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Yet, with this dismal backdrop in developed global bond and stock markets, emerging market stocks, as measured by the iShares MSCI Emerging Markets ETF (NYSEARCA:EEM), have rallied sharply, after underperforming for five years.

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The reversal is even more evident when looking at Brazil, one of the most out-of-favor emerging markets.

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Amid a parade of detractors, who have perfectly legitimate fundamental and macro reasons for taking a negative position on Brazil, the iShares MSCI Brazil Capped ETF (NYSEARCA:EWZ), has risen to become one of the top performing global markets on a 2016 year-to-date basis. Perhaps the five years of underperformance is coming to an end?

All Roads Lead To China

China led global growth in the decade from 2000-2010, and it has negatively impacted global growth since 2011, as the world had positioned itself for a faster rate of Chinese growth. Like their counterparts at the Fed, Chinese monetary authorities have embarked on an easing cycle for the past year and a half, and it is showing results, as a recent Bloomberg article communicated.

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With Chinese Tier-1 property prices rising at an exponential rate, and commodity prices rebounding, look for money to flow into the Chinese stock market. The iShares China Large-Cap ETF (NYSEARCA:FXI) remains attractively priced from my perspective.

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Building on the theme of a cyclical China upturn, U.S. companies with significant Chinese exposure, like Apple (NASDAQ:AAPL), General Electric (NYSE:GE), General Motors (NYSE:GM) and International Business Machines (NYSE:IBM), appear poised to outperform. Meanwhile, companies that do very little business in China, like Alphabet (NASDAQ:GOOG), (NASDAQ:GOOGL), Amazon (NASDAQ:AMZN), Facebook (NASDAQ:FB) and Netflix (NASDAQ:NFLX), could struggle on a relative basis.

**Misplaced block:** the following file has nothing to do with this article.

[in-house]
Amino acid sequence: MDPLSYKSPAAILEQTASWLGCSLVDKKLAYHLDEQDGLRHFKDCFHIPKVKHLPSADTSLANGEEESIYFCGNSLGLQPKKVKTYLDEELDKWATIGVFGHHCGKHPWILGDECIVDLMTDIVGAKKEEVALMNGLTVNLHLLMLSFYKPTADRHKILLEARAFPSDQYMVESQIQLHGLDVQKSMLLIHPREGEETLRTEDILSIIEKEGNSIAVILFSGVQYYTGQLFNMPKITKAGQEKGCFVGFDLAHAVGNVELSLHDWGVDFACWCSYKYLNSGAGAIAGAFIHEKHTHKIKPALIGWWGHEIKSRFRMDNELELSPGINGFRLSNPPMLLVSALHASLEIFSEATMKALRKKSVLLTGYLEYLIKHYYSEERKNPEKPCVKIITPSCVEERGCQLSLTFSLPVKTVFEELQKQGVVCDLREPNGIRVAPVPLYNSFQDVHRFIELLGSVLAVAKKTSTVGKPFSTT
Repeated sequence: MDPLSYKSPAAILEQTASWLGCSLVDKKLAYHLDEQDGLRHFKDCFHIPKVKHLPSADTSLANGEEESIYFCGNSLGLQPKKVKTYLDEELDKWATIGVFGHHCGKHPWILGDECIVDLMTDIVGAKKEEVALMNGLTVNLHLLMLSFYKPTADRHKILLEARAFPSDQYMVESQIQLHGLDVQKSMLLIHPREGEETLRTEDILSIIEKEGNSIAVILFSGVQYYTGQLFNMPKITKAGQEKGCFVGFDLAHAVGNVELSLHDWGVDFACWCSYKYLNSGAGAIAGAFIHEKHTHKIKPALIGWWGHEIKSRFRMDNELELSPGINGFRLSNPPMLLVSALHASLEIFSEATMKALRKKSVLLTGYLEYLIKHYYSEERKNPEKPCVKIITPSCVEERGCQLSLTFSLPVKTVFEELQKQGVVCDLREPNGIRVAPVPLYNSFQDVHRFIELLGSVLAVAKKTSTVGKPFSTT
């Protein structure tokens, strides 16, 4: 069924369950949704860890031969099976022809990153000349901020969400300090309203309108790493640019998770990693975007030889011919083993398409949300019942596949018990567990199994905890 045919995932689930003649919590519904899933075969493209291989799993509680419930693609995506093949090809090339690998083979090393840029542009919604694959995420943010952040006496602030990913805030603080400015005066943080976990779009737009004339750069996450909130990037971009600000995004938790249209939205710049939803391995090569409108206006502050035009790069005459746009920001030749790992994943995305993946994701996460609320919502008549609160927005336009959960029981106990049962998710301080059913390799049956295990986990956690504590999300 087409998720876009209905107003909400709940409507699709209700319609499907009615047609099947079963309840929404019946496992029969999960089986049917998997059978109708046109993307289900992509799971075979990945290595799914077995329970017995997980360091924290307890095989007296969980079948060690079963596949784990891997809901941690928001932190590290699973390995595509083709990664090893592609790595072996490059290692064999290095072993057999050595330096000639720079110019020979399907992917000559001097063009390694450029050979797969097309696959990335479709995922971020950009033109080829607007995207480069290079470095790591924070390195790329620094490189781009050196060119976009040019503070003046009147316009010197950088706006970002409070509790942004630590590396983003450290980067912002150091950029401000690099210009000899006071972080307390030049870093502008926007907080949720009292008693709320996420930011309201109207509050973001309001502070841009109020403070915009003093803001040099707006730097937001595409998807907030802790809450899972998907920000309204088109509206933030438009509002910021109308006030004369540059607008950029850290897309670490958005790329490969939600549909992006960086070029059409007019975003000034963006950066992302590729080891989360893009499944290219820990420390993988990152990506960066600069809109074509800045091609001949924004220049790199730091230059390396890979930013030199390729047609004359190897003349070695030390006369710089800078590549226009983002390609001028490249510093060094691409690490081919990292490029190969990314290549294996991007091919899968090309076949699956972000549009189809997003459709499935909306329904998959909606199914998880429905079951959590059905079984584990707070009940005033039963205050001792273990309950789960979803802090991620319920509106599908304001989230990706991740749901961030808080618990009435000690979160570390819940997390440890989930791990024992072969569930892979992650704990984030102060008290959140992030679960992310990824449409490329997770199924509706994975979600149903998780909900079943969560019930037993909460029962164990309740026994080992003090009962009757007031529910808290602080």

The biggest winners are likely to be out-of-favor commodity stocks. The largest of these companies, BHP Billiton (NYSE:BHP) and Rio Tinto (NYSE:RIO), epitomize the struggles of the entire sector. Click to enlarge

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With commodity prices rising, and many under-covered, undervalued commodity stocks exhibiting significant price gains in 2016, a change in trend appears to be taking place.

Conclusion - 2016 Is An Inflection Point

The tug-of-war between inflationary and deflationary assets is likely to be resolved in 2016. Either U.S. stock prices, which have been an outlier to the upside, are wrong, and a significant correction awaits stock investors, or U.S. bond prices, and global sovereign bond yields, which have priced in a significant deflationary headwind, are wrong, and safe-haven bond holders are set for losses. With both asset classes simultaneously priced for extremes, investors would be well served, in my opinion, to consider out-of-favor assets, including commodity and emerging market equities and alternative investment approaches.

Disclosure: I am/we are long IBM, RIO, SHORT AMZN, AND SPY.

I wrote this article myself, and it expresses my own opinions. I am not receiving compensation for it (other than from Seeking Alpha). I have no business relationship with any company whose stock is mentioned in this article.

Additional disclosure: Every investor's situation is different. Positions can change at any time without warning. Please do your own due diligence and consult with your financial advisor, if you have one, before making any investment decisions. The author is not acting in an investment adviser capacity. The author's opinions expressed herein address only select aspects of potential investment in securities of the companies mentioned and cannot be a substitute for comprehensive investment analysis. The author recommends that potential and existing investors conduct thorough investment research of their own, including detailed review of the companies' SEC filings. Any opinions or estimates constitute the author's best judgment as of the date of publication, and are subject to change without notice.